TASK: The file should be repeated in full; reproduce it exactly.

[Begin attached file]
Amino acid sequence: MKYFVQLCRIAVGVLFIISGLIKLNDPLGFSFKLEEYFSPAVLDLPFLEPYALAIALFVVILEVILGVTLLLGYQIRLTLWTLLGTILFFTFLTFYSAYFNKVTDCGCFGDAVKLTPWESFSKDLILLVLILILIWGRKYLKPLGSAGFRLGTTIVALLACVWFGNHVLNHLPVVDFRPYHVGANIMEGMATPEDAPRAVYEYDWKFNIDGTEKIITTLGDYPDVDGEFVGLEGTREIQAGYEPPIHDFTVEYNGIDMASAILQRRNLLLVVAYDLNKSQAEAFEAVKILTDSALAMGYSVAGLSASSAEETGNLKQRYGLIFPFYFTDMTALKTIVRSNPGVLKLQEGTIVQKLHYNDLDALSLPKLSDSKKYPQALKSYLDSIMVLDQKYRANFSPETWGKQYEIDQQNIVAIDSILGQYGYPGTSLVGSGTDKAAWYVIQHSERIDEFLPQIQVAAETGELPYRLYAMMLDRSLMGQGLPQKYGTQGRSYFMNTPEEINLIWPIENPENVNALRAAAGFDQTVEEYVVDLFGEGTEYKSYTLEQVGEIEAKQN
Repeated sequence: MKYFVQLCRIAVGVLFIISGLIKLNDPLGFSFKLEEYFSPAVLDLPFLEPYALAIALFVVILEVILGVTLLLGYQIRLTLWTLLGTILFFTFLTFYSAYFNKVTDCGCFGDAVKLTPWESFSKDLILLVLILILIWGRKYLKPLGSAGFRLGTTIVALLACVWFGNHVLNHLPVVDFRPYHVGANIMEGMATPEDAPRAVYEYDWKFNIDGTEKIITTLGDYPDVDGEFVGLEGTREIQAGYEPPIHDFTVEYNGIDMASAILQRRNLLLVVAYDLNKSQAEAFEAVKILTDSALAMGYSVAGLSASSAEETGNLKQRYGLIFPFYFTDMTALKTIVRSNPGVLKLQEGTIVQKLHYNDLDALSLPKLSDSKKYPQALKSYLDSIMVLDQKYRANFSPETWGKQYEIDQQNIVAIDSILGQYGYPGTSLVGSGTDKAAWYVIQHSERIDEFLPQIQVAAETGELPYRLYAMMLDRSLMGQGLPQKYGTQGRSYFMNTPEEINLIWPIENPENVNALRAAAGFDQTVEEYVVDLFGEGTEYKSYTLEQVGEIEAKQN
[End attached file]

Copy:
Amino acid sequence: MKYFVQLCRIAVGVLFIISGLIKLNDPLGFSFKLEEYFSPAVLDLPFLEPYALAIALFVVILEVILGVTLLLGYQIRLTLWTLLGTILFFTFLTFYSAYFNKVTDCGCFGDAVKLTPWESFSKDLILLVLILILIWGRKYLKPLGSAGFRLGTTIVALLACVWFGNHVLNHLPVVDFRPYHVGANIMEGMATPEDAPRAVYEYDWKFNIDGTEKIITTLGDYPDVDGEFVGLEGTREIQAGYEPPIHDFTVEYNGIDMASAILQRRNLLLVVAYDLNKSQAEAFEAVKILTDSALAMGYSVAGLSASSAEETGNLKQRYGLIFPFYFTDMTALKTIVRSNPGVLKLQEGTIVQKLHYNDLDALSLPKLSDSKKYPQALKSYLDSIMVLDQKYRANFSPETWGKQYEIDQQNIVAIDSILGQYGYPGTSLVGSGTDKAAWYVIQHSERIDEFLPQIQVAAETGELPYRLYAMMLDRSLMGQGLPQKYGTQGRSYFMNTPEEINLIWPIENPENVNALRAAAGFDQTVEEYVVDLFGEGTEYKSYTLEQVGEIEAKQN
Repeated sequence: MKYFVQLCRIAVGVLFIISGLIKLNDPLGFSFKLEEYFSPAVLDLPFLEPYALAIALFVVILEVILGVTLLLGYQIRLTLWTLLGTILFFTFLTFYSAYFNKVTDCGCFGDAVKLTPWESFSKDLILLVLILILIWGRKYLKPLGSAGFRLGTTIVALLACVWFGNHVLNHLPVVDFRPYHVGANIMEGMATPEDAPRAVYEYDWKFNIDGTEKIITTLGDYPDVDGEFVGLEGTREIQAGYEPPIHDFTVEYNGIDMASAILQRRNLLLVVAYDLNKSQAEAFEAVKILTDSALAMGYSVAGLSASSAEETGNLKQRYGLIFPFYFTDMTALKTIVRSNPGVLKLQEGTIVQKLHYNDLDALSLPKLSDSKKYPQALKSYLDSIMVLDQKYRANFSPETWGKQYEIDQQNIVAIDSILGQYGYPGTSLVGSGTDKAAWYVIQHSERIDEFLPQIQVAAETGELPYRLYAMMLDRSLMGQGLPQKYGTQGRSYFMNTPEEINLIWPIENPENVNALRAAAGFDQTVEEYVVDLFGEGTEYKSYTLEQVGEIEAKQN